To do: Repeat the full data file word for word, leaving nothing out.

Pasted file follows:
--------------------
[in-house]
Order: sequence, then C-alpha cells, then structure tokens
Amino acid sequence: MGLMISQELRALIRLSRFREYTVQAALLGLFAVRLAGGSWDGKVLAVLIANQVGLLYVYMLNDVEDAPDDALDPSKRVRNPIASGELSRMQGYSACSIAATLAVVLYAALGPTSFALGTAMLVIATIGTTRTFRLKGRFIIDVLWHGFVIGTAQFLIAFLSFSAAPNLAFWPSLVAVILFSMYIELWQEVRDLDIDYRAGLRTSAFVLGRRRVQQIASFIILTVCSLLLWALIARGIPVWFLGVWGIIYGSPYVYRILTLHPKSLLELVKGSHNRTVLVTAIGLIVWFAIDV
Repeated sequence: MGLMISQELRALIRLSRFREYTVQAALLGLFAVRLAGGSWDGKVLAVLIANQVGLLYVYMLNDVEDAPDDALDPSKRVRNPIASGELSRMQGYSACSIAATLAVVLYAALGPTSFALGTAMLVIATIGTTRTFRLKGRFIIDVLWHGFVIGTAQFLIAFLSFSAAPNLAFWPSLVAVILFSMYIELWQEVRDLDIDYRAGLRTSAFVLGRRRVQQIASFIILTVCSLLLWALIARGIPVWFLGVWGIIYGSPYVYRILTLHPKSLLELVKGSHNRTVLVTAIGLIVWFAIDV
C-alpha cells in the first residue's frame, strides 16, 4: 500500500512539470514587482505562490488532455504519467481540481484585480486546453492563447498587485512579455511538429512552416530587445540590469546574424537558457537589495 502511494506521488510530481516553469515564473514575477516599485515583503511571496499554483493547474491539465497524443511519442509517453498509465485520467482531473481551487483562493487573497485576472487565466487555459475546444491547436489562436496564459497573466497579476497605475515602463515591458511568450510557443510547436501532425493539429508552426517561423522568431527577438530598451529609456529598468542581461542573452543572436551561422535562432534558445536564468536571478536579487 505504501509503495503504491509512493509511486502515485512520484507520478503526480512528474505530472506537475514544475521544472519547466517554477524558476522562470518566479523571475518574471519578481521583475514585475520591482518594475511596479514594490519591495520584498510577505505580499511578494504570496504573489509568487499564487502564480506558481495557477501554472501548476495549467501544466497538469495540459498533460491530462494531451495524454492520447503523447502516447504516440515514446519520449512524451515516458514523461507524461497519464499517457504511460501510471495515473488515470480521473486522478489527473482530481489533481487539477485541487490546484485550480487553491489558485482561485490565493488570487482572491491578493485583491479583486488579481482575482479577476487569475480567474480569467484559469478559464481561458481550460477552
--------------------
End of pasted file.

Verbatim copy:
[in-house]
Order: sequence, then C-alpha cells, then structure tokens
Amino acid sequence: MGLMISQELRALIRLSRFREYTVQAALLGLFAVRLAGGSWDGKVLAVLIANQVGLLYVYMLNDVEDAPDDALDPSKRVRNPIASGELSRMQGYSACSIAATLAVVLYAALGPTSFALGTAMLVIATIGTTRTFRLKGRFIIDVLWHGFVIGTAQFLIAFLSFSAAPNLAFWPSLVAVILFSMYIELWQEVRDLDIDYRAGLRTSAFVLGRRRVQQIASFIILTVCSLLLWALIARGIPVWFLGVWGIIYGSPYVYRILTLHPKSLLELVKGSHNRTVLVTAIGLIVWFAIDV
Repeated sequence: MGLMISQELRALIRLSRFREYTVQAALLGLFAVRLAGGSWDGKVLAVLIANQVGLLYVYMLNDVEDAPDDALDPSKRVRNPIASGELSRMQGYSACSIAATLAVVLYAALGPTSFALGTAMLVIATIGTTRTFRLKGRFIIDVLWHGFVIGTAQFLIAFLSFSAAPNLAFWPSLVAVILFSMYIELWQEVRDLDIDYRAGLRTSAFVLGRRRVQQIASFIILTVCSLLLWALIARGIPVWFLGVWGIIYGSPYVYRILTLHPKSLLELVKGSHNRTVLVTAIGLIVWFAIDV
C-alpha cells in the first residue's frame, strides 16, 4: 500500500512539470514587482505562490488532455504519467481540481484585480486546453492563447498587485512579455511538429512552416530587445540590469546574424537558457537589495 502511494506521488510530481516553469515564473514575477516599485515583503511571496499554483493547474491539465497524443511519442509517453498509465485520467482531473481551487483562493487573497485576472487565466487555459475546444491547436489562436496564459497573466497579476497605475515602463515591458511568450510557443510547436501532425493539429508552426517561423522568431527577438530598451529609456529598468542581461542573452543572436551561422535562432534558445536564468536571478536579487 505504501509503495503504491509512493509511486502515485512520484507520478503526480512528474505530472506537475514544475521544472519547466517554477524558476522562470518566479523571475518574471519578481521583475514585475520591482518594475511596479514594490519591495520584498510577505505580499511578494504570496504573489509568487499564487502564480506558481495557477501554472501548476495549467501544466497538469495540459498533460491530462494531451495524454492520447503523447502516447504516440515514446519520449512524451515516458514523461507524461497519464499517457504511460501510471495515473488515470480521473486522478489527473482530481489533481487539477485541487490546484485550480487553491489558485482561485490565493488570487482572491491578493485583491479583486488579481482575482479577476487569475480567474480569467484559469478559464481561458481550460477552